Tuesday, June 23, 2009

The Illusion of Good

Over at the Comics Should Be Good blog, which I frequent because it is definitely one of the better blogs out there, a witty punch line to the most recent Comics Critics webcomic has spurred a bit of discussion over what one poster refers to as “Well-Disguised Suck”. That is when a comic seems like it might be good or very good at first read (Jeph Loeb’s Batman work, for example), but upon further evaluation is actually much worse than what you originally thought. While I prefer the term “The Illusion of Good,” the fact reminds that many forms of entertainment get away with giving good gut reactions, yet don’t quite hold up after re-reading or even just further reflection.

Not as good as you remember. Trust me.

The biggest cause of deceit by The Illusion of Good is youth. Have you ever watched a movie that you loved as a child years later, only to ask yourself “why did I ever think that was good?” Over at CSBG I used Return of the Jedi as an example – people LOVE Ewoks when they're kids, but a few years go by and... – but a better example for me is The Breakfast Club. As a young teenager, I was convinced that The Breakfast Club carried The Most Important Message In The History of Important Messages – you know, that we all should respect each other despite our cliquey high school differences. Real, real deep stuff there. I still enjoy the movie – it certainly isn’t a bad movie by any means – but it definitely is not the all-powerful message that I thought it was because in the decade-plus since then I’ve viewed hundreds of better films and had more mature life experiences. My initial reaction and opinion – even ones I held for a few years – does not hold up when I go back with a more experienced eye.

I Won't, Won't, Won't Forget About You, Even If I Don't Like You as Much

To put this back in the perspective of comics, I remember (at an even younger age than my Breakfast Club worship) thinking that the death and return of Superman was the Greatest Story Ever Told (there’s a Superman/Christ parallel joke in there somewhere). Again, as far as comic book events go it’s not half bad, but it certainly doesn’t carry the same weight of greatness that I once believed it did. How come? Well, I’ve had more time and opportunities to read better comics out there – all those great comics published pre-Death of Superman that I had yet to discover and others that were created after – so my view of what makes a comic “great” has changed since I read the Death of Superman.

Nostalgic? Yes! Good? Well...

Hype can also be incredibly deceiving, especially to those who only moderately pay attention to superhero comics and get “suckered in” to buying The Big Events That You Must Own. The death of a major character or a company-wide crossover might seem “good” simply because it is “important” – important because it gives the illusion of change in a genre that has always resisted change and/or important because there is a lot of buzz around the event. But neither of these really improves upon the actual story – does Superboy’s death in Infinite Crisis really add much pathos to the story if you know that he will be back in a few years, even if every comics website on the Internet buzzes about how it is meaningful and a can’t-miss issue? Ed Brubaker’s ongoing run on Captain America isn’t great or "important" because Captain America died (and, of course, will be reborn shortly), but because Brubaker has been writing a powerful, intriguing story that many fans and critics have praised as an excellent contribution to the medium. Of course, who knows how fans will feel upon re-readings of the storyline a decade from now?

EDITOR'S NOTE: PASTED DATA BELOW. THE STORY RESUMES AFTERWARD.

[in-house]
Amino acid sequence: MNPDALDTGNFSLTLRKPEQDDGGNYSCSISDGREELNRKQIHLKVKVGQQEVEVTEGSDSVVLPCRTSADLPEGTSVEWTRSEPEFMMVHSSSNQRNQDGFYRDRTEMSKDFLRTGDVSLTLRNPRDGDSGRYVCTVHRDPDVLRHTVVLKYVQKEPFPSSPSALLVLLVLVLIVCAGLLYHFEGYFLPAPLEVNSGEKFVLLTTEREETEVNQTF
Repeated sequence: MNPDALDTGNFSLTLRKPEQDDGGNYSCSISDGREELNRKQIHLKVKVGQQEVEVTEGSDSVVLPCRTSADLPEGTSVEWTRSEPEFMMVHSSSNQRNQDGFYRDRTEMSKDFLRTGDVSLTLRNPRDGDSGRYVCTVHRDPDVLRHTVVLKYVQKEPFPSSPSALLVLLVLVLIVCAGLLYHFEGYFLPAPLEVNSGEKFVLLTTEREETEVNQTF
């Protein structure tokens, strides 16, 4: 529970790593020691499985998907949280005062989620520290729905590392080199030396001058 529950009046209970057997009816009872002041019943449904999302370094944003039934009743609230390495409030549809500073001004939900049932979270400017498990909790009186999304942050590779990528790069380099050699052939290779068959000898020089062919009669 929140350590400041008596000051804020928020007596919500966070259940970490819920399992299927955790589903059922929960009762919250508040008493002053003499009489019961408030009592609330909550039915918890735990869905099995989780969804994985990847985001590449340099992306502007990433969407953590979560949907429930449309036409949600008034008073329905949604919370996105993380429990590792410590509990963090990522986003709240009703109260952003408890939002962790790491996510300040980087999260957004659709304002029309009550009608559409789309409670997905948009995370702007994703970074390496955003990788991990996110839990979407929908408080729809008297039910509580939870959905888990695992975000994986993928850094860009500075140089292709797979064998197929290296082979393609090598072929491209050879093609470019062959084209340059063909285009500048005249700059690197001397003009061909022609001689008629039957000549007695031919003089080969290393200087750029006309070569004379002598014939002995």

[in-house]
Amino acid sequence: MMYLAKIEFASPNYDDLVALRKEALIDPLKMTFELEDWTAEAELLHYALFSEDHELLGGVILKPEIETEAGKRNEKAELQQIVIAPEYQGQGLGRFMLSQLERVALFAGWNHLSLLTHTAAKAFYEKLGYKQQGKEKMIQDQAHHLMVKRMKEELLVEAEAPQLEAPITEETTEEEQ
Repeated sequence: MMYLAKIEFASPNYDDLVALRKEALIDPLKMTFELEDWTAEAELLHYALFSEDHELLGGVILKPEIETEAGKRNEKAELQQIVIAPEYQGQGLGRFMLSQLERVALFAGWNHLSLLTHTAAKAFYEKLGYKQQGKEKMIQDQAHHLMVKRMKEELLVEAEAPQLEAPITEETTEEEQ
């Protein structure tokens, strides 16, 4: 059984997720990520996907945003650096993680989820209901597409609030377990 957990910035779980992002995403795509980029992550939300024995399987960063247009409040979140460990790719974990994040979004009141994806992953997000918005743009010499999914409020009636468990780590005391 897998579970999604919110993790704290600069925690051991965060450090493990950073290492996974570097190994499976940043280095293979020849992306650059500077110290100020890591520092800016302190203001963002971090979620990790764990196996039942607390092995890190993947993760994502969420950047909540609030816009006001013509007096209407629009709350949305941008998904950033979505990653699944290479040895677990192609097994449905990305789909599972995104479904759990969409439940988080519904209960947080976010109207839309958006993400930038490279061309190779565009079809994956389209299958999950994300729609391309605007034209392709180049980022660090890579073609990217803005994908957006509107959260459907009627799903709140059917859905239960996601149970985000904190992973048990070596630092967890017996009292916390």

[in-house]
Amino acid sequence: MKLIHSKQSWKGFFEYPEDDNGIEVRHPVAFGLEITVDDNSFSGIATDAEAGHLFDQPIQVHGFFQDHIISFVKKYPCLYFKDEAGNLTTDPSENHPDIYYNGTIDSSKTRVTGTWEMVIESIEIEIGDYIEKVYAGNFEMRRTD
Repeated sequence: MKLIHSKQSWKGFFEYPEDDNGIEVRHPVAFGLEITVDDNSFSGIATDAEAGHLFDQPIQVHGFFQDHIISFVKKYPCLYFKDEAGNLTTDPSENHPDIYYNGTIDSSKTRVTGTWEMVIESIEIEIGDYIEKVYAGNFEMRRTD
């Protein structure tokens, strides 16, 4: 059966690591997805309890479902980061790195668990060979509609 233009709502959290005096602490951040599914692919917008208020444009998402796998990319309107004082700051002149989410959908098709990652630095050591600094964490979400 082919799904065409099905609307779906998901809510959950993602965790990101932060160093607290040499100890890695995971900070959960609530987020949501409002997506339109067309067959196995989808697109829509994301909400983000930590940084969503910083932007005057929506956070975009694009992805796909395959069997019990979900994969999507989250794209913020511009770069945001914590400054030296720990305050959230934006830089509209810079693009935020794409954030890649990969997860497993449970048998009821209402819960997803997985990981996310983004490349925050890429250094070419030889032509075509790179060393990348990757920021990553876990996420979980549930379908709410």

Then again, this is the same culture where middle-age people who spend much of their lives debating Transformers canon and/or writing fanfics about Joss Whedon characters believe these as important pursuits worthy of incredible amounts of their time. Asking many of us to look back at our prior pursuits or things that dominated our attention and deem them unworthy of it might just be out of the question. Yet this isn't convined to comic book fans, because one thing that I always thought to be very curious about art is that when most critics talk about a piece of art being "rediscovered" or "revaluated," it's always for the better -- like the Monkees, or the films of Sergio Leone (and both are certainly worthy). Not many people have the courage -- or even bother -- to say "you know what? That movie really wasn't good now that I think about it again." Probably because most people don't like to admit they might have been wrong.